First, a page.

AUA2021 Reflections: Optimal Laser Technology for Stone Management

By: Joel M.H. Teichman, MD, FRCSC | Posted on: 01 Nov 2021

The plenary panel, Optimal Laser Technology for Stone Management, was broadcast online Saturday, September 10, 2021 during the virtual AUA annual meeting. I had the privilege to moderate the session, which included presentations on low power holmium (Ho):YAG lithotripsy, variable pulse Ho:YAG lithotripsy, pulse modulated Ho:YAG lithotripsy and thulium fiber laser (TFL) lithotripsy.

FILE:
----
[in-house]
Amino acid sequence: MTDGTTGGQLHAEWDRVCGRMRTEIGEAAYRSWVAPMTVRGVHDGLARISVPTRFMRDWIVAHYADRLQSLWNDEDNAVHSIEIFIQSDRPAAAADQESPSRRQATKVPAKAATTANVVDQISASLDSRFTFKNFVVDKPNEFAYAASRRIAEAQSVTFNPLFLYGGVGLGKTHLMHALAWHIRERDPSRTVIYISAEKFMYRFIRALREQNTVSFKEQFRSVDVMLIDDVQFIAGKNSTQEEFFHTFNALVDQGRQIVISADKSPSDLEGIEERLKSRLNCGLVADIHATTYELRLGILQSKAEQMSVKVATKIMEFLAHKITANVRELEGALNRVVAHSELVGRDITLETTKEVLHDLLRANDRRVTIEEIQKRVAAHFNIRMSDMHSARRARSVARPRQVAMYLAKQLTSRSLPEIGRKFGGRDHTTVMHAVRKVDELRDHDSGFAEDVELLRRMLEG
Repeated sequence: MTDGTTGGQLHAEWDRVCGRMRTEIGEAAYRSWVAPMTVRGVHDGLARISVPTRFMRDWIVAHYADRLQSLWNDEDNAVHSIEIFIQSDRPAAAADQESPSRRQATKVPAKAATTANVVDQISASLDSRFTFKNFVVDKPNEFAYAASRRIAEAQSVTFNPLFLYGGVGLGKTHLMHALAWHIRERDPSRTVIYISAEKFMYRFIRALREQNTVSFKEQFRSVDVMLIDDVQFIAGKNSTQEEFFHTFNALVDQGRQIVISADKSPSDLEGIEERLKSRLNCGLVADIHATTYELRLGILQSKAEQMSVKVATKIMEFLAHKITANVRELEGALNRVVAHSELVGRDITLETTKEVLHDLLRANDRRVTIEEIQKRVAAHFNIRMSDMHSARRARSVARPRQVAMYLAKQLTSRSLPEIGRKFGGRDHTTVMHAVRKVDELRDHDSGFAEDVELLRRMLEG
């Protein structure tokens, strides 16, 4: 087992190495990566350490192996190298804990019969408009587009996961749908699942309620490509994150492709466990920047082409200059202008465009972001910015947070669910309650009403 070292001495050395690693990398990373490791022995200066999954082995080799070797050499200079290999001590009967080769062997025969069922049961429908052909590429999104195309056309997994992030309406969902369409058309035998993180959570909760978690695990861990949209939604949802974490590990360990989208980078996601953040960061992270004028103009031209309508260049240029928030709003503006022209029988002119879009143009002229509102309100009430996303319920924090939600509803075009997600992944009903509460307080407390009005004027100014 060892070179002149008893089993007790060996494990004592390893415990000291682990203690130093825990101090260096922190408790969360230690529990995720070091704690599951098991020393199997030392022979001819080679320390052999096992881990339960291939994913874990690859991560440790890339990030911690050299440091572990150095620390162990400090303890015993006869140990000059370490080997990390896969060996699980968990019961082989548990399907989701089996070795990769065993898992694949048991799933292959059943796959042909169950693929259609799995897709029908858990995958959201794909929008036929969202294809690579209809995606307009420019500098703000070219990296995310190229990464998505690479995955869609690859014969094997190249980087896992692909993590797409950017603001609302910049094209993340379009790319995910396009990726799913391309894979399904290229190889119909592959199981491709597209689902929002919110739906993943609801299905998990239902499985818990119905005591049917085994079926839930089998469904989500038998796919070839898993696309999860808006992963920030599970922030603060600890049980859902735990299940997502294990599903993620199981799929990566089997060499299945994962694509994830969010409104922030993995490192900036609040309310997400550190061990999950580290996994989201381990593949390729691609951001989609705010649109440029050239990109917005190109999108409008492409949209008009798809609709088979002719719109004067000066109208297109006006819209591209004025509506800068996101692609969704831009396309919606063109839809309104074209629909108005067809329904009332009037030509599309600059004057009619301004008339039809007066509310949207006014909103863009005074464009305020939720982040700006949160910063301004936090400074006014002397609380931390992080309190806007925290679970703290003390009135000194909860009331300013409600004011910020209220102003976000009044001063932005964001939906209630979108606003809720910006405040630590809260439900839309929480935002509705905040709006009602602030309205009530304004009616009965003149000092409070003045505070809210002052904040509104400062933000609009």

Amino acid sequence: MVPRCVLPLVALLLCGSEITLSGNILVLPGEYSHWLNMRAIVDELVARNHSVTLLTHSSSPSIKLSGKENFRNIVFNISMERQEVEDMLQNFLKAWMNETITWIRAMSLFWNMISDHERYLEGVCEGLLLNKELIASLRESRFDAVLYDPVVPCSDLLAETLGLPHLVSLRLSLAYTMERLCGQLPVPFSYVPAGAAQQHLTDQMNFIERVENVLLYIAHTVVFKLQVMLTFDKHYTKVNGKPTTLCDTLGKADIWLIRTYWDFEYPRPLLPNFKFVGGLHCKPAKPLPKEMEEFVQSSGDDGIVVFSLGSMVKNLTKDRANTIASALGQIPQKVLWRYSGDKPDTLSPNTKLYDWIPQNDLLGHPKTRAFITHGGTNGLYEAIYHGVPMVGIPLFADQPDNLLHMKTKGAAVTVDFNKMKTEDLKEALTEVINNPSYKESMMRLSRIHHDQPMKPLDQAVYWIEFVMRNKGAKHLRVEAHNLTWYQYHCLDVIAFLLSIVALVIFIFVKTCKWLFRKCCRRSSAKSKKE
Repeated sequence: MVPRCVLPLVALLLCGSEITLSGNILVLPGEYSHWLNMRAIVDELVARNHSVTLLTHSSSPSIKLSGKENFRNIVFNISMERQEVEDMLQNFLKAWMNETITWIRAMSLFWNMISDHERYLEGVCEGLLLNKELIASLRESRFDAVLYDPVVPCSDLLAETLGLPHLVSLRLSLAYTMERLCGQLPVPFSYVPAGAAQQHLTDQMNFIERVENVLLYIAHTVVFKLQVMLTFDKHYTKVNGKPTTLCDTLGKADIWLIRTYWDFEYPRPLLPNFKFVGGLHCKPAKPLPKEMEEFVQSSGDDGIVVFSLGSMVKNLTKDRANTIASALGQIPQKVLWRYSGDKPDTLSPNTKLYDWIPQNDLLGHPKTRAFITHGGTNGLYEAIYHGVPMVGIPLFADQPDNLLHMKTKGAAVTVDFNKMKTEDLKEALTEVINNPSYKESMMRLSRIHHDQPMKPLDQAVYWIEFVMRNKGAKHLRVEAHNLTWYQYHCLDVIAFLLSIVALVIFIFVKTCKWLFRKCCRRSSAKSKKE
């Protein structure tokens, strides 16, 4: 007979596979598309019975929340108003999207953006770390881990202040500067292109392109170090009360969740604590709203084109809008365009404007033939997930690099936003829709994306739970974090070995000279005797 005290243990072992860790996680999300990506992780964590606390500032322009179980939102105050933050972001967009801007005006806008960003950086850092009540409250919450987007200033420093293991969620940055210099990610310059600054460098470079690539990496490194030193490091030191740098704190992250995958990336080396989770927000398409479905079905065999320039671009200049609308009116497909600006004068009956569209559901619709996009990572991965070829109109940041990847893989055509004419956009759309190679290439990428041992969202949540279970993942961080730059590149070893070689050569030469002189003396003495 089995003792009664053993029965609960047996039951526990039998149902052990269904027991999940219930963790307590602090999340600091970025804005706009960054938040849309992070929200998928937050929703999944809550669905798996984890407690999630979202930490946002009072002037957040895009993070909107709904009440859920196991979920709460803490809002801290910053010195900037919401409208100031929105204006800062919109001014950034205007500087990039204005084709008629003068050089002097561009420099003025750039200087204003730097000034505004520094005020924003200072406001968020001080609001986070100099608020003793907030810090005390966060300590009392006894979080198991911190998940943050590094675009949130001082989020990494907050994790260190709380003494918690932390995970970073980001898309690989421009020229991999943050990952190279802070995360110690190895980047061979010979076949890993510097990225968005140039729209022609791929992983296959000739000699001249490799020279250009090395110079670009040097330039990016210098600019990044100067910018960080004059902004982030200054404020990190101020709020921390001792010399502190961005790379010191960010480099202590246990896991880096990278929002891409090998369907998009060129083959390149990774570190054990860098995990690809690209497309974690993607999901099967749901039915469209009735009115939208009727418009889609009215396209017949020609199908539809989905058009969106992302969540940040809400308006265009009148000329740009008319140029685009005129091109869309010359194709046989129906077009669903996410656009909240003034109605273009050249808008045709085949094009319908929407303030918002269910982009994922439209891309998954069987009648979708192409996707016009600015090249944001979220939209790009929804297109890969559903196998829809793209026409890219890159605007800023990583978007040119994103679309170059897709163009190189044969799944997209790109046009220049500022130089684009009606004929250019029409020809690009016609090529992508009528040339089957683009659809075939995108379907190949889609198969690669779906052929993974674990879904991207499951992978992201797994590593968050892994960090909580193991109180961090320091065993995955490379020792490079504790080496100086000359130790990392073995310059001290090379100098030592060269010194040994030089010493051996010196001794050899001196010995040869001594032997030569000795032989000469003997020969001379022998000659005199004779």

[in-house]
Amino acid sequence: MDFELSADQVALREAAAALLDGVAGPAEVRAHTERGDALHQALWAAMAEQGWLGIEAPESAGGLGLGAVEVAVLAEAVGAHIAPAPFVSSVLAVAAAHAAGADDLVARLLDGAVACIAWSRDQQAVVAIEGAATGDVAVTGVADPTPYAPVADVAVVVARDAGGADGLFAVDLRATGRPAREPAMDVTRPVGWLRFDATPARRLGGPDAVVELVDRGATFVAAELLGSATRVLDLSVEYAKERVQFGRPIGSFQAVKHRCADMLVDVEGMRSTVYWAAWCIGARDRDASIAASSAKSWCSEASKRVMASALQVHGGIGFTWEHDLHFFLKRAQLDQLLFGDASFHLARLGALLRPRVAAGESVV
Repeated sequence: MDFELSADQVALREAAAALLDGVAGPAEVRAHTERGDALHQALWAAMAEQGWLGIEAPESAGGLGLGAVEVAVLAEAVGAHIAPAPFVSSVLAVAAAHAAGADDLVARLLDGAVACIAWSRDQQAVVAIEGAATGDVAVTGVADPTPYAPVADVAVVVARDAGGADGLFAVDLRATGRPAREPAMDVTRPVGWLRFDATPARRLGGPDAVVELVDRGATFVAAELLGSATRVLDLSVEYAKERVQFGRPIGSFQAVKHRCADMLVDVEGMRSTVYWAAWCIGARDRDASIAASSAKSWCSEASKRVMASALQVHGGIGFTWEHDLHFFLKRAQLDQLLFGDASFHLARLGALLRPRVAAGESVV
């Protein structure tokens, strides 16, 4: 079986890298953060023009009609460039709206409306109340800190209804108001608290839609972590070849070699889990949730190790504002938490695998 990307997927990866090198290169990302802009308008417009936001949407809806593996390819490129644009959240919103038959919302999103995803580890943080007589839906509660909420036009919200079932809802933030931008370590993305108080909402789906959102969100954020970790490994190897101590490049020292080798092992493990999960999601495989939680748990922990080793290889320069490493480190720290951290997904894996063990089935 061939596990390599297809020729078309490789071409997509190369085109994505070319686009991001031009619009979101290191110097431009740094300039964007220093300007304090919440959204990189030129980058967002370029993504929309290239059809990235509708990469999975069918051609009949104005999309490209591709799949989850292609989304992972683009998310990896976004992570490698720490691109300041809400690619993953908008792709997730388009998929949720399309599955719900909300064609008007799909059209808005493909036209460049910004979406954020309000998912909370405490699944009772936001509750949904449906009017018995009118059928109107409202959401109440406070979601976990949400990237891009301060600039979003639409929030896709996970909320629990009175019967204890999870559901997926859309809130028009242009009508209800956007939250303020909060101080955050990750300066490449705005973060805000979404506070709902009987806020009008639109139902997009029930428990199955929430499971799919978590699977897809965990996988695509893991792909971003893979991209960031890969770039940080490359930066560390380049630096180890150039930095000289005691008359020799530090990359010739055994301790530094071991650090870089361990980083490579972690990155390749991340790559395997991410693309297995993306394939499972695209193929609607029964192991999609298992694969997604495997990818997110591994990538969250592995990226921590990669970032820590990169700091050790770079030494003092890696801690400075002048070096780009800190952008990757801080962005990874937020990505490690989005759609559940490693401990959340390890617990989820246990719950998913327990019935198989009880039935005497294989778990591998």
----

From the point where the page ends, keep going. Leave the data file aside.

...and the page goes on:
Dr. Margaret Pearle from UT Southwestern presented the case for low power Ho:YAG lithotripsy. She characterized these low power Ho:YAG lasers as under 35 W power, with pulse energies from 0.4 to 5 J, with pulse durations about 350 μsec. She noted equivalent stone-free outcomes using low power versus high power (120 W) Ho:YAG lasers, with a slightly longer lithotripsy time for the low power cohort in 1 study.1 Another study comparing in vitro calyceal and ureteral models for lithotripsy showed low power Ho:YAG laser settings can achieve the same fragmentation as high power machines.2 She pointed out these lasers provide ability to dust and fragment, but with much reduced range of settings compared to newer lasers. She noted the cost of low power Ho:YAG machines as less than half of 120 W units and less than a third of pulse modulated units, and characterized the low power Ho:YAG units as a “workhorse” that gets the job done!